The Messenger Review
Posted: 6 months ago, last updated 8 weeks ago.
Using gem shards, found after killing enemies or hitting lamps, your character can unlock new abilities such as climbing walls, gliding, shrunken attacks, grappling hook and health bonuses. When you first start playing you posses a double jump, that can be used when dodging an enemy, projectile or hitting an object.
You can visit areas you have already been to find extra hidden items and areas to advance in future or current areas. Later on the game lets you warp to the same levels in the past. This changes between 8-bit and 16-bit graphics and sound, but also adds a layer of platforming puzzles. You can use the warping to avoid enemies, but you need to ensure you are in the right era to finish a specific level.
It's a tough challenge, but provided you have the time and resilience to persevere it's also a very rewarding game to complete.
Rated PEGI 7 with Fear and violence. All enemies disintegrate and sometimes leave behind an item. The enemies range from simple skeletons and bats to strange organic beasts, infected mushrooms and other abominations. The violence towards the human can be described as mild and ‘non-detailed’ due to the pixelated graphics. No real reaction is shown when hit. When you die, you respawn at a check point and have to pay some sort of penalty.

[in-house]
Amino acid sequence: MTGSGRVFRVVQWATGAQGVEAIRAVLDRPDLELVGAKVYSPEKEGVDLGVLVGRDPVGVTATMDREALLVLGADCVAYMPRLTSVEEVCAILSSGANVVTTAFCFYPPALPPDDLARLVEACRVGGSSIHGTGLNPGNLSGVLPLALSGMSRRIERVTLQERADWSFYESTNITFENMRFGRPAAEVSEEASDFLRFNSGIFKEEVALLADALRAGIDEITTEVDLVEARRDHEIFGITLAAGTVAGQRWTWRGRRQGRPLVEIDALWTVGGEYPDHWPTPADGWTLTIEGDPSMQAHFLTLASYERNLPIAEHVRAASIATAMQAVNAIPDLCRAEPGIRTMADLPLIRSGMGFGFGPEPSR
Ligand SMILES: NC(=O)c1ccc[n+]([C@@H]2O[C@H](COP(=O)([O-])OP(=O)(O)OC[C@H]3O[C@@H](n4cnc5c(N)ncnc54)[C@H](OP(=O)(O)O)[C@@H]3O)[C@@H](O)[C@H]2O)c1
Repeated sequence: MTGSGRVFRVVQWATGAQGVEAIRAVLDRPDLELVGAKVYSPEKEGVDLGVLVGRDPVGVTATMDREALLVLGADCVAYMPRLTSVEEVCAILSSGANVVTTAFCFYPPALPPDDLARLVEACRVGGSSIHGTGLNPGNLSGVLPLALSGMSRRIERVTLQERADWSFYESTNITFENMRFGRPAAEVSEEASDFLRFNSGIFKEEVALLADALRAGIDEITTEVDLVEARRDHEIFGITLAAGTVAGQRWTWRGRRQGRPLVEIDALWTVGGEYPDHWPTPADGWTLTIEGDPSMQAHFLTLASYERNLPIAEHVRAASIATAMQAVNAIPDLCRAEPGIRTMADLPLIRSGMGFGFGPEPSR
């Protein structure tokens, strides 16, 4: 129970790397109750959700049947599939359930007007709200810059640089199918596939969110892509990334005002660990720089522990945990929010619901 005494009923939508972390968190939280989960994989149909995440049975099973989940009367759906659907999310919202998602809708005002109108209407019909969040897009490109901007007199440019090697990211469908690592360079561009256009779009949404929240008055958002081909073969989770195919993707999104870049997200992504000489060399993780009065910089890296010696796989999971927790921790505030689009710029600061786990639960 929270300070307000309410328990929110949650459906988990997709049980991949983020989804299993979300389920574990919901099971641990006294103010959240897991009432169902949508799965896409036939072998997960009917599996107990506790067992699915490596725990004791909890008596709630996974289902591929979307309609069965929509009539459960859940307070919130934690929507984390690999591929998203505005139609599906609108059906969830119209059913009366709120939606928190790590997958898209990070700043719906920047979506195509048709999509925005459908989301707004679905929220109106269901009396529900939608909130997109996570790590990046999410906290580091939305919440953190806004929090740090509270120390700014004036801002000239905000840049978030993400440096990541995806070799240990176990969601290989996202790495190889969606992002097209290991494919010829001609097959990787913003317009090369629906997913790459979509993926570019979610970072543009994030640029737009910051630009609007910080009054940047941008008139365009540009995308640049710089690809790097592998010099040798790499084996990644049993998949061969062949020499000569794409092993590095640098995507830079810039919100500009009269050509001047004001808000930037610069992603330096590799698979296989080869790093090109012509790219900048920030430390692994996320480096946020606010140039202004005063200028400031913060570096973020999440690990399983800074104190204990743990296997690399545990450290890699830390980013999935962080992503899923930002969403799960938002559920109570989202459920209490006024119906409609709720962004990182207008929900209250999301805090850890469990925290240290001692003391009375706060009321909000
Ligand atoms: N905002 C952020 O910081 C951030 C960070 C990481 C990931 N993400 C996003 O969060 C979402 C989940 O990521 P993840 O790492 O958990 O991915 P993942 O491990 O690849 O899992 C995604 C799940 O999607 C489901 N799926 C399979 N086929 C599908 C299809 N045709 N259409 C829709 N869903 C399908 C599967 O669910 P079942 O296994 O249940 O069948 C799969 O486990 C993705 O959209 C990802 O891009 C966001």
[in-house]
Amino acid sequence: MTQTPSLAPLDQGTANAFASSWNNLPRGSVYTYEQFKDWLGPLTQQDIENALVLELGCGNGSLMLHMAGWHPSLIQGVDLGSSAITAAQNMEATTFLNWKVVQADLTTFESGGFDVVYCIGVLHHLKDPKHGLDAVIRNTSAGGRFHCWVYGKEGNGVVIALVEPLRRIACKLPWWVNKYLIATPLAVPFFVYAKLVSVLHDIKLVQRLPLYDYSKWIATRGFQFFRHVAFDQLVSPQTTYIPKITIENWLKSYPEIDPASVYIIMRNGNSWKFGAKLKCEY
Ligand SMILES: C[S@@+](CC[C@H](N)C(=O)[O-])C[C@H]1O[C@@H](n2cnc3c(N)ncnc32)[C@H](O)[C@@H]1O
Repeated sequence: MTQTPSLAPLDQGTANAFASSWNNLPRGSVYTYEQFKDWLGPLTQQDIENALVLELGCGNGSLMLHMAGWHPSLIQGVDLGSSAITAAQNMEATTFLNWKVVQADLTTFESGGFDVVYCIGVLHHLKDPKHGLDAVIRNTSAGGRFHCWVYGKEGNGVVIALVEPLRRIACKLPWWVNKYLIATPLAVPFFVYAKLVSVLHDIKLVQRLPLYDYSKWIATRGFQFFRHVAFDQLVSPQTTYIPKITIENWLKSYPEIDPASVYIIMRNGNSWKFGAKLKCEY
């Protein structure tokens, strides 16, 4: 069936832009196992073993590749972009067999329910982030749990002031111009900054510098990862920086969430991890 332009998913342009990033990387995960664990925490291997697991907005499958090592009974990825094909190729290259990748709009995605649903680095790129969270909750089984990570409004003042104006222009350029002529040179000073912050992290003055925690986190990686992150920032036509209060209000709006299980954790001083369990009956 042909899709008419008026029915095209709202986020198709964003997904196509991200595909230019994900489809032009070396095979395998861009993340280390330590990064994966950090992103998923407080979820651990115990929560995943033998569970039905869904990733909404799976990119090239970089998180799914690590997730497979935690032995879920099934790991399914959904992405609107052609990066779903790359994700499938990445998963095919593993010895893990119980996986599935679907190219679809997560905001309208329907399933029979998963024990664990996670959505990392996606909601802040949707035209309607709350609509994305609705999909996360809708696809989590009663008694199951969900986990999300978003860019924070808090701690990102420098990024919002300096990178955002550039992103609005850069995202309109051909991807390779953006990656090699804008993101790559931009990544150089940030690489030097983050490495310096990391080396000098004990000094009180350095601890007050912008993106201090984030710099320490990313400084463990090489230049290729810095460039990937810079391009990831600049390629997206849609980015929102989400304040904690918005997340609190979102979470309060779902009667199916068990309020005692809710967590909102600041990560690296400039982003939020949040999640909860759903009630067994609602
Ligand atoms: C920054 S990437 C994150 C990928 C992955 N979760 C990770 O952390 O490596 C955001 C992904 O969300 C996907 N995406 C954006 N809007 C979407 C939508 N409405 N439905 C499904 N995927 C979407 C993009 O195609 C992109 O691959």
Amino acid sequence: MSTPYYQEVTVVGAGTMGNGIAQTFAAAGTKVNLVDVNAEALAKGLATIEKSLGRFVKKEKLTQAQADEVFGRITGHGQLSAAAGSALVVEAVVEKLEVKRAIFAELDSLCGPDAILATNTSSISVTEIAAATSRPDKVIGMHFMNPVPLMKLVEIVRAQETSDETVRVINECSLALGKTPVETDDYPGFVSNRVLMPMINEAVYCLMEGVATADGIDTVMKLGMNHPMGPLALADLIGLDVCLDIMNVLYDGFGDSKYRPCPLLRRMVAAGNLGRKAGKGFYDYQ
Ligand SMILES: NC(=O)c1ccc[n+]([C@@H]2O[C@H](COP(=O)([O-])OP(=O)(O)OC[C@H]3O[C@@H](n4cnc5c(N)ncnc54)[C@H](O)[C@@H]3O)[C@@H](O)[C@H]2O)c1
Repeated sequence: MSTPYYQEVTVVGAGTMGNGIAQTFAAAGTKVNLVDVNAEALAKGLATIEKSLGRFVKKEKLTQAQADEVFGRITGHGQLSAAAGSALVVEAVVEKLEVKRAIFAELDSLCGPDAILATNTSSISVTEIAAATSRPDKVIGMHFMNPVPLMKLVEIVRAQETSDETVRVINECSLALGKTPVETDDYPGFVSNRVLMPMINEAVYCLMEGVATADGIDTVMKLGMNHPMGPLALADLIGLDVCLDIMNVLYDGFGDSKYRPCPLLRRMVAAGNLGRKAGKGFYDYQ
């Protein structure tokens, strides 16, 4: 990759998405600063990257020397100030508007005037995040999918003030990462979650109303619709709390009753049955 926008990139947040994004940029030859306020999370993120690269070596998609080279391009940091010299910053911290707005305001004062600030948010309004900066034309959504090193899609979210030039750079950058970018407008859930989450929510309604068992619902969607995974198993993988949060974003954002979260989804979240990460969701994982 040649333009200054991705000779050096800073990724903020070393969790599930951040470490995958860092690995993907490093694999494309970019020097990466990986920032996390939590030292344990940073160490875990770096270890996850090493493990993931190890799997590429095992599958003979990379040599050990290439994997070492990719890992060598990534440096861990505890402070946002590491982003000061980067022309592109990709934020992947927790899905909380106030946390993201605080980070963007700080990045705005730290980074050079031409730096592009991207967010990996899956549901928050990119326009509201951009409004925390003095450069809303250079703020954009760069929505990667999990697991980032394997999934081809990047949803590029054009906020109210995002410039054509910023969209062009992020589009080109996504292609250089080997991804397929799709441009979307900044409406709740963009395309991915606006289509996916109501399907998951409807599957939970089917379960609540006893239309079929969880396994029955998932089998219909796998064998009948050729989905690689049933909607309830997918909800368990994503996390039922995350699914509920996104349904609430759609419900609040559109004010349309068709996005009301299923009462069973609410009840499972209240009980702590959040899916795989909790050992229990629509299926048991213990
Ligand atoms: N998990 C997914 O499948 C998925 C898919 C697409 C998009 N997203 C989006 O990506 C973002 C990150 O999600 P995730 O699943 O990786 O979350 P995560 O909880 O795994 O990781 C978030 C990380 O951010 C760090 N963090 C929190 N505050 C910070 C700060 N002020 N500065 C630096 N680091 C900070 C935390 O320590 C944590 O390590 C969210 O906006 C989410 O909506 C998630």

Some of the bosses in this game are quite disturbing. There is a four headed demon, a evil moth that transforms to an evil bat, an abomination from a different dimension, etc. These boss characters are detailed and disturbing enough to trigger a PEGI fear content descriptor.
ESRB EVERYONE 10+ with Crude Humour, Fantasy Violence and Language.
- Difficulty: You can access in-game hints at any point.
- Reading: There is some reading. White text on black background. Some words are coloured for significance but these are a little harder to distinguish. Upgrades are depicted by icons as well as text.
- Controls: You can remap sticks and buttons on the controller as well as the keyboard.
- Image calibration: There are additional visual cues to help in some areas.
- Audio calibration: You can adjust sound and effects volume separately.
Nintendo Switch has some built-in features, including a lockable zoom, that can be used on all games. Windows has extensive accessibility features. Some, like colour correction, work with games. Lots of accessibility software can be used with PC games, from voice recognition to input device emulators. PlayStation 4 has a range of accessibility settings. Some are system only, some work in games (invert colours and button mapping). Xbox One has a system features, the excellent co-pilot share controls mode and adaptive controller support for all games... read more about system accessibility settings.
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